LCD Gamma Adjustments for SR Live: SR live is a type of HDR workflow developed for live productions that will be broadcast in both standard dynamic range and high dynamic range. This setting allows you to change the gamma of the LCD screen between SDR and HDR range when shooting using HLG in the HDR mode. This allows you to preview either what a viewer will see watching in SDR or a good approximation of what a viewer viewing in HDR will see.
S700 Remote Control: The camera will be able to be controlled remotely using s700 protocols (via ethernet).
A few days ago Sony quietly released a new important firmware update for the PXW-FX9. Firmware version 2.10 adds the long awaited 4K 120fps raw function to the FX9 (you do still need the XDCA-FX9) but also importantly includes some change the the daylight white balance settings.
From my before and after testing it appears that a change has been made to the daylight white balance preset settings. For some time it has been apparent that if you used the white balance presets in the daylight range (4000K and higher) that the FX9 has a tendency to accentuate any green in the image. If you white balance of a white card this tendency is not there.
The new preset white balance settings now provide a much more neutral white balance with less green bias. This should also help those that were suffering from green fringing in extreme contrast shots as the reduced green bias will stop the camera from accentuating chromatic aberration as it did before. It won’t eliminate the chromatic aberration, but it won’t be nearly as obvious.
The first image was taken before doing the firmware update using a preset of 5500K. This test was done in a bit of a hurry as it was threatening to rain, but I wanted to use real daylight.
The second image, below, was taken after the firmware update (unfortunately the focus shifted slightly between the two shots, sorry). But you can clearly see that even though the white balance settings are the same and the same 5500K preset used this image is less green.
It is a subtle difference, but if you look at the wood panels you can see a difference. To help you see the difference here is a wipe between the before and after clips with the saturation boosted to make it more obvious.
As you can see this isn’t an “in your face” difference. But it is still none the less an important improvement as it makes it easier to match the FX9 to the FX6 and FX3 if you are using a preset white balance. I would still recommend white balancing off a white card for all cameras wherever possible as this will still normally provide the best results as it helps neutralise any lens or calibration differences. Whether you are shooting using S-Cinetone as in the examples here or using S-Log3, the new white balance preset provides in my opinion a much better colour response.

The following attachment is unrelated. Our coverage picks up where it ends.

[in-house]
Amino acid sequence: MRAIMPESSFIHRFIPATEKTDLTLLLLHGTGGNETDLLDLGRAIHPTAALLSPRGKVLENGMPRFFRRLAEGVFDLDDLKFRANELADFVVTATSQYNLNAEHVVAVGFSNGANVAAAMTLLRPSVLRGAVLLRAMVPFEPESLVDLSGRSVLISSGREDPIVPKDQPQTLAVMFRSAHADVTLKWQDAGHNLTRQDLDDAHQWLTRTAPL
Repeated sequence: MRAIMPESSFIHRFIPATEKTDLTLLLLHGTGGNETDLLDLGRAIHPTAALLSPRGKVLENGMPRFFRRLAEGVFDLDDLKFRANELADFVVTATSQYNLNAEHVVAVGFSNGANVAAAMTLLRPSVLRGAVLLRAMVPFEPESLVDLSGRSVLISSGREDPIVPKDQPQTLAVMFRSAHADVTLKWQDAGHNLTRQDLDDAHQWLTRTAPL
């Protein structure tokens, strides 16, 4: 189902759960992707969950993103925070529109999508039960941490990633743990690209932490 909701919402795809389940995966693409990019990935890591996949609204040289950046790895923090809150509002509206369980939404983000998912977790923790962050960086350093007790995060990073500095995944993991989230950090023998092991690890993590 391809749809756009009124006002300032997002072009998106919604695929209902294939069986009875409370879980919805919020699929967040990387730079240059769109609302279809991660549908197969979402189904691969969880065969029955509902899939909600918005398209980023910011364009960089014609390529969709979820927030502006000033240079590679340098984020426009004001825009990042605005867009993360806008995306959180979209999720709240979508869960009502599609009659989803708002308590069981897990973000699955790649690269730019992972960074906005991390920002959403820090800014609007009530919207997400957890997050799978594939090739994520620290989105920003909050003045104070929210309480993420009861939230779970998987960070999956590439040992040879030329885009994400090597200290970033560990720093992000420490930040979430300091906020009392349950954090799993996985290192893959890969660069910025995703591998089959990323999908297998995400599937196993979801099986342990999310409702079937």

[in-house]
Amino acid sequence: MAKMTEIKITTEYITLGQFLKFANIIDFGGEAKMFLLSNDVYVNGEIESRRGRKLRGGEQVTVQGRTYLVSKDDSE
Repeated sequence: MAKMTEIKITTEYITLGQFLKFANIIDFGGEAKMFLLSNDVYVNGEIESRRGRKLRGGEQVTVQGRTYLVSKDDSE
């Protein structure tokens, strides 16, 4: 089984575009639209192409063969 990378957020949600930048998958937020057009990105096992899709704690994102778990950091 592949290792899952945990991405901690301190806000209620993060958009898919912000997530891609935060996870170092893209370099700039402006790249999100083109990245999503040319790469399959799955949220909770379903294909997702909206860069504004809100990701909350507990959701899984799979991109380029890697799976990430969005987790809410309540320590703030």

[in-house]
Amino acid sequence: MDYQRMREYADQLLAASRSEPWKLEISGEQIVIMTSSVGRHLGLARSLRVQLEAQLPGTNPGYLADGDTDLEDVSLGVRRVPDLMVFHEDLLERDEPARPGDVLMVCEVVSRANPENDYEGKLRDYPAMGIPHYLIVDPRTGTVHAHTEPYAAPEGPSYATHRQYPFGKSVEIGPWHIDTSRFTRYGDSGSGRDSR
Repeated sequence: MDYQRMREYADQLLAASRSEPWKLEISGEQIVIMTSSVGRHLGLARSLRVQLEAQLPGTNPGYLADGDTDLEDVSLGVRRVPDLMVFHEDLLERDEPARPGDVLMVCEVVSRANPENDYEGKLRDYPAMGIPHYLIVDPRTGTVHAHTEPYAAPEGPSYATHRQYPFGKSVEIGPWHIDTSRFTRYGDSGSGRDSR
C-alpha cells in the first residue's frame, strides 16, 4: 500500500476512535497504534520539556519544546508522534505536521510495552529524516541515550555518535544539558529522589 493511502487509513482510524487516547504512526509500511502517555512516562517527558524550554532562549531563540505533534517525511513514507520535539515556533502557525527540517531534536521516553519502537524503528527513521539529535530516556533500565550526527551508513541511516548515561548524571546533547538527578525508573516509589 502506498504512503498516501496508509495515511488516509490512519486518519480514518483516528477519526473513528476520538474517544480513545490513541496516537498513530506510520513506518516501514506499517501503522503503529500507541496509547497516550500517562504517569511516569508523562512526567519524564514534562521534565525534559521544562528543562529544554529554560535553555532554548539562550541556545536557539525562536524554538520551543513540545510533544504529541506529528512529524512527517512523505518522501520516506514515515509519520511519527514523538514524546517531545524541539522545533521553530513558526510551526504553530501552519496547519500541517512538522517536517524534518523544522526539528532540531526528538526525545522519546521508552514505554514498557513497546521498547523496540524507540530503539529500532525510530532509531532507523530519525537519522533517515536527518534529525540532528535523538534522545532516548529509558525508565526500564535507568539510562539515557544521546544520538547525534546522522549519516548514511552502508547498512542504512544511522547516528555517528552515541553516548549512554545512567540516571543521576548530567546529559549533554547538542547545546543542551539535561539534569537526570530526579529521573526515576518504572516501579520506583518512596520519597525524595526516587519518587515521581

HOWEVER it’s important to consider that it will make cameras with version 2.10 and later look different to FX9’s with earlier firmware versions.
The firmware update can be downloaded via the link below. It took around 35 minutes for my FX9 to complete the update. The process is easy but when the camera gets to 80% complete it will appear that the update has stalled. It stays at 80% for around 10-15 minutes with no indication that the update is still continuing. So don’t turn the camera off thinking it’s stuck!!! Be patient and give it time to complete.
Sony today release an update covering many things. But of particular interest to FX9 and FX6 owners was news that both the FX6 and FX9 will get firmware updates to add 120fps raw. For the FX9 you will still need the XDCA-FX9 and to be honest this has always been promised, but it’s good to see it hasn’t been forgotten about. This update should be out next month.
In addition the FX9 will gain the ability to shoot Anamorphic in the version 3 firmware update which will be released later in the year. There will be both 1.3x and 2x anamorphic desqueeze as well as the addition cinemascope frame lines. This is on top of the previously announced 2K super 16mm sized center scan mode with support for B4 ENG lenses and s700PTP control over TCP/IP.
This is a very good question that came up in one of the F5/F55/FX9 facebook groups that I follow. The answers are also mostly relevant to users of the FX6, FX3 and the A7SIII.
There were two parts to it: Is the FX9’s raw out as good as the raw from the F5/F55 and then – do I really need raw.
In terms of image quality I don’t think there is any appreciable difference, going between the raw from an FX9 and the raw from an F5/F55 is a sideways step.